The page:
The new rules will also require that the plans provide more detail about the performance of various mutual funds offered as investments.
Among those funds will be an increasing number of the ETFs. According to USNews.com, 401(k) plans had $2.7 billion in ETFs at the end of 2009, still a small fraction of the $4.5 trillion in 401(k)s and other defined contribution plans.
But the ETFs are appealing in that their management fees typically are less than 0.15 percent. This, USNews.com noted, could have a big impact on how much people can keep in their savings accounts; paying an extra percentage point in fees cuts a sixth of total retirement savings in 20 years.
USNews.com also noted that passively managed funds, like ETFs, have been more successful than many actively managed funds that charge much higher fees.
Posted in: Retirement
June 27, 2011
Late last week, the U.S. government announced the unusual move of releasing some of the nation's strategic petroleum reserves. While the move and its timing have raised some eyebrows, people with savings accounts and other deposits could benefit from the move in a couple of ways.
Strategic petroleum reserves
The United States keeps 727 million barrels of oil in reserve to protect the country against situations which restrict the supply of oil. This reserve is rarely tapped, with the last occasion being the aftermath of Hurricane Katrina, which saw oil production from the Gulf of Mexico disrupted.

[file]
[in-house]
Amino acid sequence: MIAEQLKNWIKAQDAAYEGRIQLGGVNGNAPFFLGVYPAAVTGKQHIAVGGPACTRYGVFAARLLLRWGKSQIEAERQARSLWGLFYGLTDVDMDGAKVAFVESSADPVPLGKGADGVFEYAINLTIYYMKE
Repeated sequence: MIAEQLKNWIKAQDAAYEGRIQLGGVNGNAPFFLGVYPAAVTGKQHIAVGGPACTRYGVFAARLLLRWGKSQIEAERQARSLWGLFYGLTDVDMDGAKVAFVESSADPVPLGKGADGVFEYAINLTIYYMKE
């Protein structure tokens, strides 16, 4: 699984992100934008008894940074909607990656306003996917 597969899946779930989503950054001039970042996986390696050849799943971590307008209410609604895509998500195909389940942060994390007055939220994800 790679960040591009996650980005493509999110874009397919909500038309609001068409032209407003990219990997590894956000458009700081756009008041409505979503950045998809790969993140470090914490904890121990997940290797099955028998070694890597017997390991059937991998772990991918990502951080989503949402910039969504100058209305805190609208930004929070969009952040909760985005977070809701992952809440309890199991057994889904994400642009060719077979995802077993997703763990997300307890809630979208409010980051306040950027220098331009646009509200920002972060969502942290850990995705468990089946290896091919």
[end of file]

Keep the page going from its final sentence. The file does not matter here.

The latest release of these reserves will entail some 30 million barrels of oil from the U.S. emergency supply, or about 4 percent of the reserve. The move is part of a coordinated effort by the U.S. and other nations to release a total of 60 million barrels of oil to counteract supply disruptions in Libya and Yemen.
The release of strategic petroleum reserves is unusual in its own right, but the timing of the decision makes it seem even more curious. Oil prices had already been trending downward in recent weeks. Also, according to the U.S. Energy Information Administration, America's supply of oil and petroleum products was already higher than the levels over most of the past twenty years.
The odd timing can perhaps be explained by the fact that the coordinated, multi-nation release of reserves is reported to have been the outcome of behind-the-scenes negotiations which took weeks to bear fruit. In other words, the timing may say more about the grinding pace of international diplomacy than anything else.
Impact on savings accounts
So what does this mean for savings accounts? With CD, savings, and money market rates at record low levels, any economic stimulus could potentially get rates moving back upward. Lowering oil prices may have such a stimulative effect.
At the very least, lower oil prices could take the edge off of inflation - welcome news at a time when, CD, savings, and money market rates provide little protection against rising prices.
Posted in: Savings Accounts
June 24, 2011
A growing number of Americans who use prepaid debit cards in lieu of a checking account could soon be slammed with fees over and above the already hefty levies they carry.
Fee hike on the horizon for prepaid cards?
According to the Associated Press, prepaid debit card companies are expected to hike fees on the cards in July, 2011 when they are forced to lower the swipe fees they currently charge retailers. Those fees--also called interchange fees--are expected to be lowered in July by the Federal Reserve Bank in response to new banking rules passed by Congress.
Although prepaid card users were supposed to be exempt from the fees, AP says those limitations could take a year to enact. In the meantime, fees are expected to go up by as much as $220 a year for some prepaid card users--on top of the various fees already charged to them.